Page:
NCHR’s Comments on Drug Labeling for Geriatric Patients

November 16, 2020.


National Center for Health Research’s Public Comments Regarding the Draft Guidance for Geriatric Information in Human Prescription Drug and Biological Product Labeling
[Docket number FDA-2020-D-1621]

We are writing to express our views on the Food and Drug Administration’s (FDA) draft guidance regarding geriatric information in human prescription drug and biological product labeling. The National Center for Health Research (NCHR) is a nonprofit think tank that conducts, analyzes, and scrutinizes research, policies, and programs on a range of issues related to health and safety. We do not accept funding from companies that make products that are the subject of our work.

The U.S. population is aging, and people 65 and older are expected to make up 20% of the US population by 2030.1 The Centers for Disease Control and Prevention reports that as people get older, they rely more on prescription drugs, and 85% of adults over 60 took prescription medication within the last 30 days. Since older adults metabolize medications differently than younger adults and may have comorbidities that make them more vulnerable to drug side effects, drug interactions, and other serious health problems, it is essential that drugs be tested on older adults and that labeling clearly indicate whether the benefits of a drug or biologic is proven to outweigh the risks for elderly patients.

The FDA encourages but does not require that elderly patients be included in clinical trials used as the basis of FDA approval. Similarly, the Medicare program provides coverage for any FDA-approved prescription drug indicated for all adults.2 For these reasons, clear labeling that explicitly describes the proven safety and effectiveness of drugs in the older adult population is of utmost importance. Research by the National Center for Health Research has found that many new drugs and biologics are not tested on an adequate number of patients 65 and older, and most drug labels do not include statements regarding either the safety or efficacy of the drug for older patients.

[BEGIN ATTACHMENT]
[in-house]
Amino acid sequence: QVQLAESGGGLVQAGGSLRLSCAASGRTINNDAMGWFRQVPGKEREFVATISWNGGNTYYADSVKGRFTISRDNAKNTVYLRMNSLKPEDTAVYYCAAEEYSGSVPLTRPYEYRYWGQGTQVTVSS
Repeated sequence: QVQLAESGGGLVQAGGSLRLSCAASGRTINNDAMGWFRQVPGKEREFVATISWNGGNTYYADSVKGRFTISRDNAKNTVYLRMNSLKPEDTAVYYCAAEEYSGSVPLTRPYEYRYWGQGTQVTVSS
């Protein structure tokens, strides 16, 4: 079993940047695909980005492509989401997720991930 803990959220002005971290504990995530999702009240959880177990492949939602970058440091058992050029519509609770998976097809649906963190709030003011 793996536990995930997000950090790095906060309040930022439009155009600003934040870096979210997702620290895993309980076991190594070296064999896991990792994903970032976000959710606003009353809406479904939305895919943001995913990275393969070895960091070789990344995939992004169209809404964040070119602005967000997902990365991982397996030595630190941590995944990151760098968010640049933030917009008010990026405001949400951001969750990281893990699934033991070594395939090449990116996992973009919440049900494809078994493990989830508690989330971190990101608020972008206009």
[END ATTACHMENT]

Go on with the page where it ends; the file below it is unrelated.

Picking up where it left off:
We believe that the FDA should not approve therapeutics for adults over the age of 65 if they are not proven to have benefits that outweigh the risks for patients in that age group. We are confident that more targeted indications would provide the incentive needed to persuade companies to include sufficient numbers of older patients and conduct appropriate subgroup analyses. However, if the FDA is not yet willing to restrict approval based on the age of patients that were studied, we agree that the FDA should immediately develop clear guidelines for labeling that addresses safety and effectiveness of drugs in the geriatric population. The suggested labeling for 4 different scenarios would be improved by requiring the label to explicitly state whether the drug is proven to have benefits that outweigh the risks for older patients, rather than focusing only on whether the benefits or risks differ for older patients compared to younger adults. That’s an important distinction, because drugs could be more effective and have fewer risks for younger patients but still have benefits that outweigh the risks for older patients – or those differences might mean that the risks outweigh the benefits for older patients. Adding that information would provide more useful information to patients and providers about what is known about the safety and effectiveness of the drug in the older adult population.

We also strongly endorse the proposed labeling for cases when clinical studies did not include sufficient numbers of geriatric patients, or did not conduct subgroup analyses to determine if benefits outweigh the risks for older patients. This information is crucial for physicians and patients in order to determine whether older patients respond differently to a drug than younger adult patients and the specific safety and effectiveness for those over 65 is unknown.

1. Martin CB, Hales CM, Gu Q, Ogden CL. Prescription drug use in the United States, 2015–2016. NCHS Data Brief, no 334. Hyattsville, MD: National Center for Health Statistics. 2019.
2. Chambers JD, May KE, Neumann PJ. Medicare covers the majority of FDA-approved devices and Part B drugs, but restrictions and discrepancies remain. Health Affairs. 2013;32(6):1109-15.